The burnt pines will look like a mess for awhile, but there are lots of intervening patches of bare rock and streambed which have always had wonderful Springtime wildflowers, and now will no doubt have even greater displays of the kind of flowers which typically follow fires. I feel sorry for the mountain lions; huge ones used to use the bowl-shaped terrain to get the advantage from above over deer taking paths down toward streams and meadow forage. Now they'll have less cover. I don't have any plans to visit until there's a bit of new start of vegetation, a Spring or two away.
    The cold wind is just now starting to arrive here. No problem. I figured I'd have to make due with MF gear this weekend anyway due to wind. If it turns too cold, I'll just switch on the drymount press and do those kinds of chores - no need for a separate heater! Actual rain is unlikely.
    Wind blowing over burnt trees up there is going to be another hazard with the wind we're having now
    I steal time at 1/125th of a second, so I don't consider my photography to be Fine Art as much as it is petty larceny.
    I'm not OCD. I'm CDO which is alphabetically correct.

  6. #46
    Drew Wiley
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    Sep 2008
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    SF Bay area, CA
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    Re: Still Smokey

    Not many tall trees were left prior to the latest fire. Most of it was all logged in the 1880's, then again in the 1950's- 60's. There were a number of lovely old golden oaks around 3500 to 4500 ft elevation range which might have be killed, but they don't uproot as easily. A lot of beetle dead sugar pine on the Courtright Road, but that's the one route the utility companies did a got job with brush control, in their own interest. The massive red fir and lodgepole district which heavily burned is between Kaiser Ridge and Lake Edison; but nobody lives there. Hopefully snow will stop any ongoing burning along the north perimeter of Edison Lk itself. Across the River in Madera County is a different story. But the cabins in Beasore Mdw dodged the bullet. Hard to say how bad the damage really is up around Granite Creek; but not much beyond the trailhead toward the Clark Range seems to have been affected. Up toward the lovely Granite Creek Niche and past Cora Lks and down into the Canyon is is another story; but there are quite a few meadows in there, so maybe the damage was hop-scotch. The west side of Madera Pk below timberline looks like it got hit pretty hard. I should ask my other nephew if he has seen that side of the SW Clark Range directly, but he had enough worries of his own due to a closer fire above Mariposa.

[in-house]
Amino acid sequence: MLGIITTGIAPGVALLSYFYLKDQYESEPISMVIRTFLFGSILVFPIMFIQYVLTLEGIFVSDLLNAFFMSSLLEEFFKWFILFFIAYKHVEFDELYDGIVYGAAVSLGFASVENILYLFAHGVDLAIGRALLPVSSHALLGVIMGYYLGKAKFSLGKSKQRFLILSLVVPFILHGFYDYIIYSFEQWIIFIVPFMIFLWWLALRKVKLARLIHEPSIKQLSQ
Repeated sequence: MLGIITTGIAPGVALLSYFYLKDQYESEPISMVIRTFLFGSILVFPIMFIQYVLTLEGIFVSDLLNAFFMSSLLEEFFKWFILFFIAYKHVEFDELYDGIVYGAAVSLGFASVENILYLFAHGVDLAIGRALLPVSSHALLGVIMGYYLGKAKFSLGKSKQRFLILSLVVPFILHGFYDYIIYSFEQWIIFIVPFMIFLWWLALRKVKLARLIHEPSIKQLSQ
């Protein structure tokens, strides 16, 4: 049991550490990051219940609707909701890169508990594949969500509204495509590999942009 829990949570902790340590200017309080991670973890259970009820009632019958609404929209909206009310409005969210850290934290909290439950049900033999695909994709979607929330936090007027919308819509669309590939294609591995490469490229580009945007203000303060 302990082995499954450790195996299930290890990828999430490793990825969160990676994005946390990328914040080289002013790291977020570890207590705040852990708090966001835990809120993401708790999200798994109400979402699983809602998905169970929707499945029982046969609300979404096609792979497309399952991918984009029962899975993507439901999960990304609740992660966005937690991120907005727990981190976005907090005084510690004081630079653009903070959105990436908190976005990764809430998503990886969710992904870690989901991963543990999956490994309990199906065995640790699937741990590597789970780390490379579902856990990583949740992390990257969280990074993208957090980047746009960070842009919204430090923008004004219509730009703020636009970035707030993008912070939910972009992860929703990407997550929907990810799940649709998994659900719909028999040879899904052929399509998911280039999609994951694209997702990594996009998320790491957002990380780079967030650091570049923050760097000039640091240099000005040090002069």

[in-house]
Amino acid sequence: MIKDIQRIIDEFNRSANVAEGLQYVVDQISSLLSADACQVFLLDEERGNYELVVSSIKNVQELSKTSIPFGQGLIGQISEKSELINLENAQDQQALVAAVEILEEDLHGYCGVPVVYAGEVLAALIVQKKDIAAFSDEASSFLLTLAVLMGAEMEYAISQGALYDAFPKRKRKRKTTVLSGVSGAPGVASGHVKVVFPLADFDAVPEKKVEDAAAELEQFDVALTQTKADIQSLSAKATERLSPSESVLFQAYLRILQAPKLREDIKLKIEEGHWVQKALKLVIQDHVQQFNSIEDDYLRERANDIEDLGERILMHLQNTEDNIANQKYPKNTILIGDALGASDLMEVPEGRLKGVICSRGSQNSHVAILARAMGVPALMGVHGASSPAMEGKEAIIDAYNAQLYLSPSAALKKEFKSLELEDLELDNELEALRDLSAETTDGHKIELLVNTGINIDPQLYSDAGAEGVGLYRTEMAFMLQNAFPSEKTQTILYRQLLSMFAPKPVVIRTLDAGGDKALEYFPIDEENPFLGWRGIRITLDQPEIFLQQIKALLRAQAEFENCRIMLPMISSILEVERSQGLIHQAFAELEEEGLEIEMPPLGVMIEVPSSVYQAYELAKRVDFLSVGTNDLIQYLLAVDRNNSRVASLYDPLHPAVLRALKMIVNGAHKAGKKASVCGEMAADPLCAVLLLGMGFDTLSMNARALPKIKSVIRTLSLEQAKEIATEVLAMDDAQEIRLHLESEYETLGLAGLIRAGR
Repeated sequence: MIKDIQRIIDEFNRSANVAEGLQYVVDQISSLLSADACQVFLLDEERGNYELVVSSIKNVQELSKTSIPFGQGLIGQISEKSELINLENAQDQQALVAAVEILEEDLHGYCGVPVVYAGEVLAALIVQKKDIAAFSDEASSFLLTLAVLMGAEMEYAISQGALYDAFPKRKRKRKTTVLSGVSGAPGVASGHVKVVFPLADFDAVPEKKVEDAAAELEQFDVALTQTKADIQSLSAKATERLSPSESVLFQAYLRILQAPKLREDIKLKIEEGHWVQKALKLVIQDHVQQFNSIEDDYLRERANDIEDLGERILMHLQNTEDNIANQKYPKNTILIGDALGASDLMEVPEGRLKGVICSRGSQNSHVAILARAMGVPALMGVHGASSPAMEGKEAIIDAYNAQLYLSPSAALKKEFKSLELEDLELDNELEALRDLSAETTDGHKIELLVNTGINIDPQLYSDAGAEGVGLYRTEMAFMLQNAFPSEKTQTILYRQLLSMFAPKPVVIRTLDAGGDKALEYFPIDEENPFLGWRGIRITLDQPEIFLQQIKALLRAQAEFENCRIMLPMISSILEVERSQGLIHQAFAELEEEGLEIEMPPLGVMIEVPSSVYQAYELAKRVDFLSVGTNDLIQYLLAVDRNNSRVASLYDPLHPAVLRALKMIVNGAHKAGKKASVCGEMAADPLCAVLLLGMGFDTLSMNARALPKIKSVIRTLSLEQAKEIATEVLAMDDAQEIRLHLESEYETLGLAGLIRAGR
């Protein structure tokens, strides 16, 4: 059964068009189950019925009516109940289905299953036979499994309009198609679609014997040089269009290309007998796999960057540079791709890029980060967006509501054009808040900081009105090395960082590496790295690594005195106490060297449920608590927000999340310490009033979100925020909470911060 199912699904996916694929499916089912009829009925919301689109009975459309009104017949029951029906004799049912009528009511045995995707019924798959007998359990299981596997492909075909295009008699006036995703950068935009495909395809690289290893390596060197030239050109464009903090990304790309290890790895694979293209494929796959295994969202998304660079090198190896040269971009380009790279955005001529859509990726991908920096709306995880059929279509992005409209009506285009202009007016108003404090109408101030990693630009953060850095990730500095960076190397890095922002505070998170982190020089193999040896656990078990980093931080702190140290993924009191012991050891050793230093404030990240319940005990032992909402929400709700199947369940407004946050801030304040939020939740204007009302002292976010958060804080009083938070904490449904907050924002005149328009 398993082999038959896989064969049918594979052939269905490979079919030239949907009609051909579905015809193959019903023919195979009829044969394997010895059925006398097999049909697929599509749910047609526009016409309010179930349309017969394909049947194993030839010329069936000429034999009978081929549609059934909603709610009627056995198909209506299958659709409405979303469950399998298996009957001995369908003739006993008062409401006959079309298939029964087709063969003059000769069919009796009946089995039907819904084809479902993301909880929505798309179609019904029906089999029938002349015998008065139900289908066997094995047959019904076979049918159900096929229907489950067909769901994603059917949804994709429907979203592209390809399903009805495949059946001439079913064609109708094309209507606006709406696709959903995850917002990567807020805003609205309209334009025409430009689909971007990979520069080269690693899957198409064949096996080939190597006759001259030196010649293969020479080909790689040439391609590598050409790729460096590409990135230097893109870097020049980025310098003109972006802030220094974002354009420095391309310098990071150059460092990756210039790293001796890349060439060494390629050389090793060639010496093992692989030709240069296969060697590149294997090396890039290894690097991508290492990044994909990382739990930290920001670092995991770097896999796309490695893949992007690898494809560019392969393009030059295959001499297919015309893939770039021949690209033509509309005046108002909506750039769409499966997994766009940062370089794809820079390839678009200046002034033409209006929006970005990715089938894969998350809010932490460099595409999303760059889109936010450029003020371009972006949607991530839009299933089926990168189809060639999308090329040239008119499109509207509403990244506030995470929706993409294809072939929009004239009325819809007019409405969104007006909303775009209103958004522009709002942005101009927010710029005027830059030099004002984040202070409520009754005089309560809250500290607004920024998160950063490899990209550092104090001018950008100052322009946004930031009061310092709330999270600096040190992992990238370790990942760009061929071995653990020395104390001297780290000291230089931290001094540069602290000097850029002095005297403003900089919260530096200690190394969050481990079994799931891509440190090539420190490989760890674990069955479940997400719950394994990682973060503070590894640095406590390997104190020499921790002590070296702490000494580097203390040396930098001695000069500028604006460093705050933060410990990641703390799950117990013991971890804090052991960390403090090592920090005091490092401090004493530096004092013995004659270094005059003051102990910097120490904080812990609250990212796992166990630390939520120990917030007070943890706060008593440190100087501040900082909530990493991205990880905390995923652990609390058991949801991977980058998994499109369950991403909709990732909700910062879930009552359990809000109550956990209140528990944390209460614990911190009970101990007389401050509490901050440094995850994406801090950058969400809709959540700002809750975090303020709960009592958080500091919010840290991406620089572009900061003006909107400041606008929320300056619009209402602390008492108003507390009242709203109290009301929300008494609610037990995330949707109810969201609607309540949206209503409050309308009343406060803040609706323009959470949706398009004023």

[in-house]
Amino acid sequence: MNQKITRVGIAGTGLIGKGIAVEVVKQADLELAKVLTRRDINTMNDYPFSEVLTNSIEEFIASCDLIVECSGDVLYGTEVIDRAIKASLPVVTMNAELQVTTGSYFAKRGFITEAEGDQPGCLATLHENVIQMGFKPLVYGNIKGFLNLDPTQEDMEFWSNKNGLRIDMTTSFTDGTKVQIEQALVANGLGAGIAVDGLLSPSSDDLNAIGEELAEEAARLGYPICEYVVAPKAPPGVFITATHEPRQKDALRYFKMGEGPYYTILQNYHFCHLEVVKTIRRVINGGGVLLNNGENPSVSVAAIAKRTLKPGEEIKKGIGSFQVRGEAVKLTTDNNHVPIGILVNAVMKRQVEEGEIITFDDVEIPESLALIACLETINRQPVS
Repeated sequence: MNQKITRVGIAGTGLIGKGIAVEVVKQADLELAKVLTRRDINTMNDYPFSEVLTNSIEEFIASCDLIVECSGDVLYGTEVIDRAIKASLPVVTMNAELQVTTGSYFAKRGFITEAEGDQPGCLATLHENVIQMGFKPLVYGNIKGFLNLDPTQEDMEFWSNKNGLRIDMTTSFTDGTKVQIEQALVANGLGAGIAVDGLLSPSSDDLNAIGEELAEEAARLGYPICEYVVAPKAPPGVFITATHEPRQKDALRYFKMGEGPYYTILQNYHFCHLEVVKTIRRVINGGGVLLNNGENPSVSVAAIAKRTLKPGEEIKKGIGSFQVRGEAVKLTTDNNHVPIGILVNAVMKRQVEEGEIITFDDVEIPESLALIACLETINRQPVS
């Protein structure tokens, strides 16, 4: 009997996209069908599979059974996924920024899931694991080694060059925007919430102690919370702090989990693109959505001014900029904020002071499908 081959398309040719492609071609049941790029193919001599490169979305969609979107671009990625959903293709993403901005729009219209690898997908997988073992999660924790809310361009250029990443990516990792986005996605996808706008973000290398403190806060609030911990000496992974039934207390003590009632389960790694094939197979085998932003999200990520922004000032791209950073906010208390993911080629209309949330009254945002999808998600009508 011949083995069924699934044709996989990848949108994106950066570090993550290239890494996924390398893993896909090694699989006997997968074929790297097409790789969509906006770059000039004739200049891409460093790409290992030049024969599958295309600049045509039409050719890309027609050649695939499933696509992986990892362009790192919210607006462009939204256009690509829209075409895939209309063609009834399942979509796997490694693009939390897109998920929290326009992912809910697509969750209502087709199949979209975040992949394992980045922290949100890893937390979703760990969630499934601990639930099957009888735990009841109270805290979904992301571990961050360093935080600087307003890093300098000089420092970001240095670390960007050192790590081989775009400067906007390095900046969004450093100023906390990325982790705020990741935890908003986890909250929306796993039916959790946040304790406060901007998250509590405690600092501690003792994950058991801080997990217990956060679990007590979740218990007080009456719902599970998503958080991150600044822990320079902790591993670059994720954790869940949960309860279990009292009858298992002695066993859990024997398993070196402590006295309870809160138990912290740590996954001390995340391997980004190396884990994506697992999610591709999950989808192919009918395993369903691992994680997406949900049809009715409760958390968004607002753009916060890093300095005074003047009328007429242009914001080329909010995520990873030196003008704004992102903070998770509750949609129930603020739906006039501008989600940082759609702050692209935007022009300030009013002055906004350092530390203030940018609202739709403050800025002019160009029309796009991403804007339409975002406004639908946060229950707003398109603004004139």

7. #47

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    Dec 2001
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    Re: Still Smokey

    I had to have a graft in my jaw.
    The periodontist wanted to use cadaver material.
    I told him I didn't want no dead guy in my mouth, so he agreed to use bovine material instead.
    Last week end we took a little drive to the mountains to check out the fire damage.
    On the way up we passed a pasture full of heifers.
    It was just like being at a family reunion!
    I steal time at 1/125th of a second, so I don't consider my photography to be Fine Art as much as it is petty larceny.
    I'm not OCD. I'm CDO which is alphabetically correct.

  8. #48
    Tin Can's Avatar
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    Dec 2011
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    15,367

    Re: Still Smokey

    A very good sense of humour!
    2022

  9. #49

    Join Date
    Aug 2000
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    California
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    3,404

    Re: Still Smokey

    I had cadaver material replacing a thumb joint until it died again after 10 years. It was recently replaced with tendon material from my body. At 91 i'm not predicting long life for this replacement either.
    Let's all have a good day and enjoy all those we have left.

  10. #50
    Drew Wiley
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    Sep 2008
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    Re: Still Smokey

    John - I finally got a full update from the family who bought my house. It was slightly below the fire. But when they were all helicopter rescued out of Edison Lake and then couldn't even return home, they all caught covid (the first cases of people I personally know at this point), plus smoke inhalation hospitalization, and are just now starting to feel normal again. But since their business is going to be directly involved in the reconstruction phase uphill, and now snow itself is going to dramatically impede that process even if the side roads get cleared, they have quite a challenge ahead in terms of work load. Good for business, bad for stress, just trying to put all their ducks in a row again.